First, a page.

The land conservationist in Clark County plans to speak out against proposed changes to the state’s non-point pollution rules. Matt Zoschke says everyone can agree that clean water is important, but a proposed update to NR-151 could spell trouble for many area farmers. “Non-point pollution” includes things like runoff from manure, herbicides, pesticides and fertilizers. “The main accordance of the non-point source pollution is caused by rainfall or snow melt moving over, possibly through the ground, and as that runoff moves over the landscape, it’s going to pick up an carry certain pollutants,” says Zoschke.

Most of the existing rules have been in place since around 2001. For the most part, area farmers have been compliant, or have worked with officials to gain compliance. But Zoschke says the modifications would force farmers to use a computer program to determine if phosphorous will be delivered to a body of water. He wonders whether state is willing to mandate the use of a computer, knowing that there are some individuals – and quite a large majority in Clark County – who don’t have access to high speed Internet. “Is there going to be equal opportunity for compliance, if they have to access information off the Internet?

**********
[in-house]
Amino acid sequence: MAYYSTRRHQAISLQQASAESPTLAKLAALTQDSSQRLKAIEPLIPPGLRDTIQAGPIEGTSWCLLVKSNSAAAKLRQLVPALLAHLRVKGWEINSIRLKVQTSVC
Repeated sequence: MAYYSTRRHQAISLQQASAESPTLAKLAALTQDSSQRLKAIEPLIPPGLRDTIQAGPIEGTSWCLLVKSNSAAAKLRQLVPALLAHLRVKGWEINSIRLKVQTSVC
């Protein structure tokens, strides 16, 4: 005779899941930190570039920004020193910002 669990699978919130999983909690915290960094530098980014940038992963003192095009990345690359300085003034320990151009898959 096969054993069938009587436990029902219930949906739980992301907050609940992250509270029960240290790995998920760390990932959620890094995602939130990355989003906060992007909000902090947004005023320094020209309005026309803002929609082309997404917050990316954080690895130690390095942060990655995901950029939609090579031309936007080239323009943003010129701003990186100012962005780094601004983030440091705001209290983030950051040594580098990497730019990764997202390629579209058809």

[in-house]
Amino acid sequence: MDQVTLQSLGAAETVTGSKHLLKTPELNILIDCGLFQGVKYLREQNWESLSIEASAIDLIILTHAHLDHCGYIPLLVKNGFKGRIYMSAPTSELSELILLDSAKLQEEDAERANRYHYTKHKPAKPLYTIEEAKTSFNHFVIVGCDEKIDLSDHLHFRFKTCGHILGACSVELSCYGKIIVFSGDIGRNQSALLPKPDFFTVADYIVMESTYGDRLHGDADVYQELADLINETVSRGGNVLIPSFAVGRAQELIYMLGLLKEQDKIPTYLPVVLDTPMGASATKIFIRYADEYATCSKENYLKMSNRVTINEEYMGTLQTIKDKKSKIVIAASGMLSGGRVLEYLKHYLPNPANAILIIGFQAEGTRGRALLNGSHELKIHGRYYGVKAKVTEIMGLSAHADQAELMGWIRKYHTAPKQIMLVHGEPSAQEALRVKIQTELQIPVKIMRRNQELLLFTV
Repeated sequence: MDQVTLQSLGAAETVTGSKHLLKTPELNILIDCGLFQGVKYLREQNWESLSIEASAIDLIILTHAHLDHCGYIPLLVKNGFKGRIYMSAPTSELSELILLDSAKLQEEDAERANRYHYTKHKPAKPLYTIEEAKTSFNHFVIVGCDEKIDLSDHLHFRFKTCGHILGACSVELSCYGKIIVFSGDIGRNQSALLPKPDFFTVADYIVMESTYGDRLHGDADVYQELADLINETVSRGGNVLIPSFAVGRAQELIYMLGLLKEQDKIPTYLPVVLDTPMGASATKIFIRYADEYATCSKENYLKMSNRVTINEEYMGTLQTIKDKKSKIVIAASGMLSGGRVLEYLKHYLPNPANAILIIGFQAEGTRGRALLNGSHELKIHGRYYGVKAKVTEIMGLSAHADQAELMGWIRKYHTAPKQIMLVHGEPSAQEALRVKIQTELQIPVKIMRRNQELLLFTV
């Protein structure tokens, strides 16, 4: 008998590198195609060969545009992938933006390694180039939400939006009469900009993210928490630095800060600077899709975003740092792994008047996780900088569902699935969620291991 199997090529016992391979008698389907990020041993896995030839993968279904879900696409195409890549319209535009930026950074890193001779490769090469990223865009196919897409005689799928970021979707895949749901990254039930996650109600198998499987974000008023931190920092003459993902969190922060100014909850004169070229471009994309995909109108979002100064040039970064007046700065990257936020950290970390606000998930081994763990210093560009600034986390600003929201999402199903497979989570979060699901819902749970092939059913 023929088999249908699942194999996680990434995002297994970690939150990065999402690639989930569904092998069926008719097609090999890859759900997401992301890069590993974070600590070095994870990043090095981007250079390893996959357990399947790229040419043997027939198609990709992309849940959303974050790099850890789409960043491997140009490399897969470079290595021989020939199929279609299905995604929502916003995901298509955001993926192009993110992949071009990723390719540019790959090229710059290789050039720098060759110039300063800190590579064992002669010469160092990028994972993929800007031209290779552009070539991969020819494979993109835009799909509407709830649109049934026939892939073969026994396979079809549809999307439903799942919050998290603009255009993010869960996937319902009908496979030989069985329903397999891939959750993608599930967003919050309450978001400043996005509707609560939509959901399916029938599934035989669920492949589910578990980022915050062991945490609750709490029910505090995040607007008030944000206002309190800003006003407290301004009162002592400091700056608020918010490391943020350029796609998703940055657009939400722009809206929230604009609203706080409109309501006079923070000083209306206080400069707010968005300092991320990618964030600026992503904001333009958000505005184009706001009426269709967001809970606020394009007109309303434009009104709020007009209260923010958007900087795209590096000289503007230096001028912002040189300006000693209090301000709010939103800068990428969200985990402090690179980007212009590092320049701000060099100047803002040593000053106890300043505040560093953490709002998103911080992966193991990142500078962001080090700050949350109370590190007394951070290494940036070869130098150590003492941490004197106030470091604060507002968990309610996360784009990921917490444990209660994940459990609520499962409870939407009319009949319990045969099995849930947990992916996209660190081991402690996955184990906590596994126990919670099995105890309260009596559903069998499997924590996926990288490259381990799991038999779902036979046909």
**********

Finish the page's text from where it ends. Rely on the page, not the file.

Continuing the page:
Zoschke also questions if there’s enough money to provide ample cost-sharing for the new requirements. Last month, the Land Conservation Committee authorized Zoschke voice these concerns during a February 11th listening session in Wausau.

Paul Knoff, WCCN

AUDIO: Paul Knoff reports (1:15 Mp3)  AUDIO: Paul Knoff reports (1:15 MP3)

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